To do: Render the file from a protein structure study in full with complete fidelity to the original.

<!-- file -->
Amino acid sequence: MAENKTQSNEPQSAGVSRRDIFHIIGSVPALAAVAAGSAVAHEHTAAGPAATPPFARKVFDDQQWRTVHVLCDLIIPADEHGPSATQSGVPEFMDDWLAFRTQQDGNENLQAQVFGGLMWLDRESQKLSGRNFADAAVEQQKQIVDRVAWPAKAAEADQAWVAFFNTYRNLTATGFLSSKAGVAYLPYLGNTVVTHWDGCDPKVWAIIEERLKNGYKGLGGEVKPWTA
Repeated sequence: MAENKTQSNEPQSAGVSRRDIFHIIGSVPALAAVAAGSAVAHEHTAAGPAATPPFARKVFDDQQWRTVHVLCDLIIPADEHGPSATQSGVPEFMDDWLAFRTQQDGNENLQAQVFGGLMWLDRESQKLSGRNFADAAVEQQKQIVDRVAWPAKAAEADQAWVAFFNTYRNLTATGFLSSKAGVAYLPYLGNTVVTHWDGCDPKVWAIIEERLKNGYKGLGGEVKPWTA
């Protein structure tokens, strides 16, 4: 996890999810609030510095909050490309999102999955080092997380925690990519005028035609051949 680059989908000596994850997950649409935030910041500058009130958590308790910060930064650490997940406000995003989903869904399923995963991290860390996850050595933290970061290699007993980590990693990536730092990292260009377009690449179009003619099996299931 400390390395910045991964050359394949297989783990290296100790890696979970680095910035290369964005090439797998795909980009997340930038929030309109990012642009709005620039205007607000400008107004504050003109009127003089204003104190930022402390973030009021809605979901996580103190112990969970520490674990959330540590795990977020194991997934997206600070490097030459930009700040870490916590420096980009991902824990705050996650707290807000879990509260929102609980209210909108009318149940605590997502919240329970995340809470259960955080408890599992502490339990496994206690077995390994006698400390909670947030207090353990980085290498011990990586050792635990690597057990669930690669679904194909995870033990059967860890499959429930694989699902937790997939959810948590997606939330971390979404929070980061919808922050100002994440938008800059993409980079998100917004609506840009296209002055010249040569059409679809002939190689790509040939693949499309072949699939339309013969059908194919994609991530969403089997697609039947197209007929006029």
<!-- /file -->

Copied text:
Amino acid sequence: MAENKTQSNEPQSAGVSRRDIFHIIGSVPALAAVAAGSAVAHEHTAAGPAATPPFARKVFDDQQWRTVHVLCDLIIPADEHGPSATQSGVPEFMDDWLAFRTQQDGNENLQAQVFGGLMWLDRESQKLSGRNFADAAVEQQKQIVDRVAWPAKAAEADQAWVAFFNTYRNLTATGFLSSKAGVAYLPYLGNTVVTHWDGCDPKVWAIIEERLKNGYKGLGGEVKPWTA
Repeated sequence: MAENKTQSNEPQSAGVSRRDIFHIIGSVPALAAVAAGSAVAHEHTAAGPAATPPFARKVFDDQQWRTVHVLCDLIIPADEHGPSATQSGVPEFMDDWLAFRTQQDGNENLQAQVFGGLMWLDRESQKLSGRNFADAAVEQQKQIVDRVAWPAKAAEADQAWVAFFNTYRNLTATGFLSSKAGVAYLPYLGNTVVTHWDGCDPKVWAIIEERLKNGYKGLGGEVKPWTA
């Protein structure tokens, strides 16, 4: 996890999810609030510095909050490309999102999955080092997380925690990519005028035609051949 680059989908000596994850997950649409935030910041500058009130958590308790910060930064650490997940406000995003989903869904399923995963991290860390996850050595933290970061290699007993980590990693990536730092990292260009377009690449179009003619099996299931 400390390395910045991964050359394949297989783990290296100790890696979970680095910035290369964005090439797998795909980009997340930038929030309109990012642009709005620039205007607000400008107004504050003109009127003089204003104190930022402390973030009021809605979901996580103190112990969970520490674990959330540590795990977020194991997934997206600070490097030459930009700040870490916590420096980009991902824990705050996650707290807000879990509260929102609980209210909108009318149940605590997502919240329970995340809470259960955080408890599992502490339990496994206690077995390994006698400390909670947030207090353990980085290498011990990586050792635990690597057990669930690669679904194909995870033990059967860890499959429930694989699902937790997939959810948590997606939330971390979404929070980061919808922050100002994440938008800059993409980079998100917004609506840009296209002055010249040569059409679809002939190689790509040939693949499309072949699939339309013969059908194919994609991530969403089997697609039947197209007929006029």